Two recent events here in Nicaragua have made me realize that the “local” and “direct connection to the source” movements in the states around food have only just begun to scratch the surface.  The fact is that a huge percentage of our food is processed, even what we think of as “natural” or “unprocessed” foods such as nuts and grains need to be shelled, cleaned, sorted, roasted, etc.  Who benefits or controls those processes, and the social and environmental ramifications of them, is just as important as the original source: the farmer.

In the states, a recent rise in the awareness and involvement in farming has had ramifications from CSA becoming a widely accepted and understood farming model to individual coffee farmers faces on the bags we buy.   The next step for this know-the-source-of-your-food is to bring to light and work on the remaining steps in the chain that remain invisible.

Sesame seed processing is just one "invisible" step among hundreds of specific industries that process foods we consider unprocessed.

Two days ago a group of students from Oberlin came to León and I arranged a tour of a sesame processing plant owned by a cooperative of 11 agricultural cooperatives from around the country.  The sesame is exported from the plant in one of three states: sorted and cleaned (with no leaf or plant bits or rocks, etc.), peeled or de-husked and sorted, or in drums of raw sesame oil.  ALL sesame that we encounter, whether in tahini, hamburger buns, oil, or as ingredients in cosmetics, goes through this process.  The difference is that here the farmers, with representatives they elect and hire, own and manage this plant.

The processing plant is huge.  It’s a factory.  Overwhelmingly large and complicated machinary requires us to climb two flights of metal staircases to understand it’s complex process of heating, washing, and peeling sesame.  The sorting room is sterile, and anyone who enters puts on lab coats, hair nets, and disinfects their hands.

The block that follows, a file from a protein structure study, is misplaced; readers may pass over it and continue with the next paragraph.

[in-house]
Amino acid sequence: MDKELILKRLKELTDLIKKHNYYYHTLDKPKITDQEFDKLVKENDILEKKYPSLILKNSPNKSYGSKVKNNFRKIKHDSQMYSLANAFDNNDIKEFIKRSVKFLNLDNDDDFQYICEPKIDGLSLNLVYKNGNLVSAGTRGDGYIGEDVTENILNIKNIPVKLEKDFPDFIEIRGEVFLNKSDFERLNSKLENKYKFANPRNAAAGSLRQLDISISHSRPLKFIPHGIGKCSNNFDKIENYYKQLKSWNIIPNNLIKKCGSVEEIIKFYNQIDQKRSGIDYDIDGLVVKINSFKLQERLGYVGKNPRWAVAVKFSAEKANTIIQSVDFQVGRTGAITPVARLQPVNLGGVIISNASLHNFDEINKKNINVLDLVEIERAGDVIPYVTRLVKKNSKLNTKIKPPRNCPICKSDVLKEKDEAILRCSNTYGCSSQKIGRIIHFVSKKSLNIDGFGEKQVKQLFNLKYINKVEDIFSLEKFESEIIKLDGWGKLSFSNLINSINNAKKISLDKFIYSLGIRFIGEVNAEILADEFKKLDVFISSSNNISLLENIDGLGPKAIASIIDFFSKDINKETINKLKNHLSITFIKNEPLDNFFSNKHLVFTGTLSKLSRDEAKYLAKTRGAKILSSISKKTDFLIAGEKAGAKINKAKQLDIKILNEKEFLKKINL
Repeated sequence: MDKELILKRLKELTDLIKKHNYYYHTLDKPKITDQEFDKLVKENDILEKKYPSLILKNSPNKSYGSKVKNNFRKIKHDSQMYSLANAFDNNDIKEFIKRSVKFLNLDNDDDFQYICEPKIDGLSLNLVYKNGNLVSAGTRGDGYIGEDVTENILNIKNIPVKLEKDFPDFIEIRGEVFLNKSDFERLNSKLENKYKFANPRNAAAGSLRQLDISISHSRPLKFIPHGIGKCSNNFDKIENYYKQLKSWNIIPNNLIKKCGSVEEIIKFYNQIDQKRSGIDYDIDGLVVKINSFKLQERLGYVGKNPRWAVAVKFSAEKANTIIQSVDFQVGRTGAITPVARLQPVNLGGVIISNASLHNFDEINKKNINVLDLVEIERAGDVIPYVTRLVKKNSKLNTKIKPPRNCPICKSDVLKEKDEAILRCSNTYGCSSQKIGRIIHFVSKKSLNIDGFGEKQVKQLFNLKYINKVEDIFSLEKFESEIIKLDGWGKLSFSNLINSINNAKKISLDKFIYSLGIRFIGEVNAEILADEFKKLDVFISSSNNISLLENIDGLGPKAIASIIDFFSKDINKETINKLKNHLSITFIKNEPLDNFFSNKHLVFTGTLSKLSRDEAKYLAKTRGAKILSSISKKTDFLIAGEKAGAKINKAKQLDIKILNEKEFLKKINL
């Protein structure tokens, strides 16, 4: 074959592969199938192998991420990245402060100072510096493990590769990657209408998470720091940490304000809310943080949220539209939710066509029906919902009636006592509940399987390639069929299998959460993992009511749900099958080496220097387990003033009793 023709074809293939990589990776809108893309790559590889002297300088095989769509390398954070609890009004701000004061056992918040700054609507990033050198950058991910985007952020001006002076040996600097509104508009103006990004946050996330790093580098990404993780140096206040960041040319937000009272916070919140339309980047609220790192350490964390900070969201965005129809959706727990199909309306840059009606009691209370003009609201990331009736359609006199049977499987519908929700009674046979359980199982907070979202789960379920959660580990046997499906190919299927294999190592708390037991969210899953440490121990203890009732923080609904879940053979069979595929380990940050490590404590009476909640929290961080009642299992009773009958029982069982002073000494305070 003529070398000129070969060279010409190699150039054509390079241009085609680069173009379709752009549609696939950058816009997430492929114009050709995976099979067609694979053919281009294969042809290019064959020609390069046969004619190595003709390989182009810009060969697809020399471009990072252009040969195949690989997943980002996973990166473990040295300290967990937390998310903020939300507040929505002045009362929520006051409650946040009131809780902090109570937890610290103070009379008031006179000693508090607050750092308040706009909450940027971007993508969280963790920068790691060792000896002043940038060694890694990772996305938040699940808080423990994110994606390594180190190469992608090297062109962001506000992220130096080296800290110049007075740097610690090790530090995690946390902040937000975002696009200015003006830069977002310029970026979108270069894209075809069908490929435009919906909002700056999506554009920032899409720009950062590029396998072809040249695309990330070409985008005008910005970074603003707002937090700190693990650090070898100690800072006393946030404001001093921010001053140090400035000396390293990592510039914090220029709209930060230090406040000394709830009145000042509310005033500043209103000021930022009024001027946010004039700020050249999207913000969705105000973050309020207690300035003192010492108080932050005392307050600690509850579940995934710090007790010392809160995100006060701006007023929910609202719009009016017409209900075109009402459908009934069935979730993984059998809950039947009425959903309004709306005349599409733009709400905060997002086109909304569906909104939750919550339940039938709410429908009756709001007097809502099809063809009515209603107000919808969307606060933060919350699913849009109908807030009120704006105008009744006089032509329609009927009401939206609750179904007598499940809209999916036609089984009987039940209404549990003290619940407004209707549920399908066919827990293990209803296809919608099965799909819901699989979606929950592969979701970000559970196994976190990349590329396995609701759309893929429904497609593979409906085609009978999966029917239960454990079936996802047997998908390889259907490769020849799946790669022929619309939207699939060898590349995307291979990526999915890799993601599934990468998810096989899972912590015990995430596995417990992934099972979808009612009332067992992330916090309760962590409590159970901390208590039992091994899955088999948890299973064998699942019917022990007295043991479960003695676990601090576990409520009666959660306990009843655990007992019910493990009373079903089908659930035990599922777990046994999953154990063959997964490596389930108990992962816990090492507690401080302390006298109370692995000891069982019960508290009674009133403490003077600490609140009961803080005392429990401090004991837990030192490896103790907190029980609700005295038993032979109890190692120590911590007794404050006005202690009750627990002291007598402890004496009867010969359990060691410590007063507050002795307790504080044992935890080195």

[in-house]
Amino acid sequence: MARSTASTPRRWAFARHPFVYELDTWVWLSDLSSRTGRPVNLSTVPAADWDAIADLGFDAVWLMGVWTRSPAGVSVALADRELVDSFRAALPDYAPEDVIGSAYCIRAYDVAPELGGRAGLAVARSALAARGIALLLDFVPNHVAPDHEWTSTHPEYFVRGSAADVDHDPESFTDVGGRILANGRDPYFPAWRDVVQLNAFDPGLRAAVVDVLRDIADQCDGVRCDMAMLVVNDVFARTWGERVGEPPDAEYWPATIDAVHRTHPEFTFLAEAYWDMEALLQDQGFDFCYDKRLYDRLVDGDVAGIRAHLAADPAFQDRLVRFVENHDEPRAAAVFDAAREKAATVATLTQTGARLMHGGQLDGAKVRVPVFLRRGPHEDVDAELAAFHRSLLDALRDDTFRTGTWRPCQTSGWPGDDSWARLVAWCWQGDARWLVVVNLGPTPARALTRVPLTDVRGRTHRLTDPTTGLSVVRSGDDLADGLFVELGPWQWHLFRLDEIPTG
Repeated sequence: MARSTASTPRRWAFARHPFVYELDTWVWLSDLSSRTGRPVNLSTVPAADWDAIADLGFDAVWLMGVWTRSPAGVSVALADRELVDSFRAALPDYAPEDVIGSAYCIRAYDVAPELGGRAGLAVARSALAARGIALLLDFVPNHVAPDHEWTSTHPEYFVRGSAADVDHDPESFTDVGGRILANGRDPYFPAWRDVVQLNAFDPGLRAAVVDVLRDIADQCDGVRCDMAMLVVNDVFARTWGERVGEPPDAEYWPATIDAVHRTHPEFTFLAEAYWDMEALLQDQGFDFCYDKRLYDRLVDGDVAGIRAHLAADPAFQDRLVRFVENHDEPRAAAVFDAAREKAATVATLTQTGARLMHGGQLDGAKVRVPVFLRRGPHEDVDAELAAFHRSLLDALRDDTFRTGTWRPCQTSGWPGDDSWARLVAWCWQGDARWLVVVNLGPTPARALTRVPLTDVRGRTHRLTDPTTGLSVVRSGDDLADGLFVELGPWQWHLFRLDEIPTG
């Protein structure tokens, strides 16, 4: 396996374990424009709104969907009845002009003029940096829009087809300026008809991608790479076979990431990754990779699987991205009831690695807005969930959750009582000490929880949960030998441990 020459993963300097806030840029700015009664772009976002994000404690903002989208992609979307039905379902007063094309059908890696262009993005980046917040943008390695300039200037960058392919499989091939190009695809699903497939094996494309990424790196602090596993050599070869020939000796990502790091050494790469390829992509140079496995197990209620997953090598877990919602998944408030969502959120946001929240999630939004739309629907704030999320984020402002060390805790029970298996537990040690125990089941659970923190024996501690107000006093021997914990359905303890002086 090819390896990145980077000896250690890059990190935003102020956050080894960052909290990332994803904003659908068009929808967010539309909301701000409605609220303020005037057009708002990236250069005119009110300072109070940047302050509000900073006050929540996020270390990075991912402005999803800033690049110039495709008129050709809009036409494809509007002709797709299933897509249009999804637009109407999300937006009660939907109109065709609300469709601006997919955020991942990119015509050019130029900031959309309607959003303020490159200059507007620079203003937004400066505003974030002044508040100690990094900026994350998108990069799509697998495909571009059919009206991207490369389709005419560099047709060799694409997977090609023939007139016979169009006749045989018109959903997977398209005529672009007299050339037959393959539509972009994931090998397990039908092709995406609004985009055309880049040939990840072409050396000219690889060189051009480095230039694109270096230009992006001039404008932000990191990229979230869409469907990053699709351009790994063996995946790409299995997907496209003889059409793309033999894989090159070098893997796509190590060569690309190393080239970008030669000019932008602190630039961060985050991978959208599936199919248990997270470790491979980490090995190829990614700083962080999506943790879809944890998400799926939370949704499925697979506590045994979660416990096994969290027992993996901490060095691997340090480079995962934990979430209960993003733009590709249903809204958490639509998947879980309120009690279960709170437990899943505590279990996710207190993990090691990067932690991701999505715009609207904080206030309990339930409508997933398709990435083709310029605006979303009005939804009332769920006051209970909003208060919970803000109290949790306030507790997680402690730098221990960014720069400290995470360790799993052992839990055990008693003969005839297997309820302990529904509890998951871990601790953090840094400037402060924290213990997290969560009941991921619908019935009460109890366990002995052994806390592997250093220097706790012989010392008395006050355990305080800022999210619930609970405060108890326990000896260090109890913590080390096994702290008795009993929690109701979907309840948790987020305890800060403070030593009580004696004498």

It’s understandable the the students came away awed, and also worried that the small farmers of Nicaragua were sucked into a big bad industrial food processing business instead of focussing on the crops that feed their families.  At first I was frustrated that they hadn’t understood the power of the farmers owning this part of the sesame chain.  I felt I we had failed by not emphasizing enough that the farmers ARE growing their beans and corn as well as the sesame they send to the plant.  But then I realized that it’s not the lack of information as much as a mentality that the students, myself, and many other very enlightened consumers in the states unconsciously submit themselves to.  “The farmers are good.  The industry is bad”.

What helped me see this is another conversation we are having with a coffee roaster in North America.  The roaster agreed to pay a premium on the coffee that will be used to organize women in the coffee chain, symbolically recognizing their unpaid work in the house and fields and the benefit that their work has on the quality and quantity of coffee produced.  Practically, the project supports the women in organizing themselves into cooperatives and groups and finances economic activities such as baking or small shops that the women are already struggling to fit into their busy lives.

Over 60 women attended and were excited about the opportunity for them to join the cooperative movement and have access to savings accounts and loans.

The problem: including the women who are employed at the coffee processing plant, and not keeping the project exclusively focussed on the women coffee farmers or wives of farmers.  Why?  Because it’s less marketable in the states.  The roaster is worried that because the women have a paid job at the processing plant, even though it is a job that only lasts four months of the year and most of them have no steady income those other 8 months, he won’t be able to sell the project as empowering women in coffee.  My view of it: he’s scared of the images of women in a giant warehouse, of thousands of sacks of coffee, and of big sorting machines.  He wants the image of the lone woman farmer surrounded by plants to show his consumers, because that’s as far as the ‘direct connection’ socially responsible food consumer movement has come.  That’s what is acceptable, trendy, marketable.

If consumers who shop at farmers markets and Whole Foods out of a desire to buy socially and environmentally responsible products want to make truly educated decisions, they need to accept the level at which ALL of our food is processed, and include the steps in the chain between that picturesque farmer and the bag on the shelf.  Sesame and coffee IS processed, so why not support the farmers in creating some competition to the US companies that buy foreign soil to build their own processing and exporting plants.  Given the frequency of small farms highlighted in the media in the last decade, we are on our way to highlighting and valuing the primary production of our food.  Now it is time to continue that work while also reclaiming the image of the food industry as having the same empowering potential as properly acknowledging and paying small farmers for their work.

This coffee processing plant doesn't look any different from its neighboring plants in Matagalpa. The difference is, like the sesame plant, it's actually owned by the coffee farmers organized into cooperatives.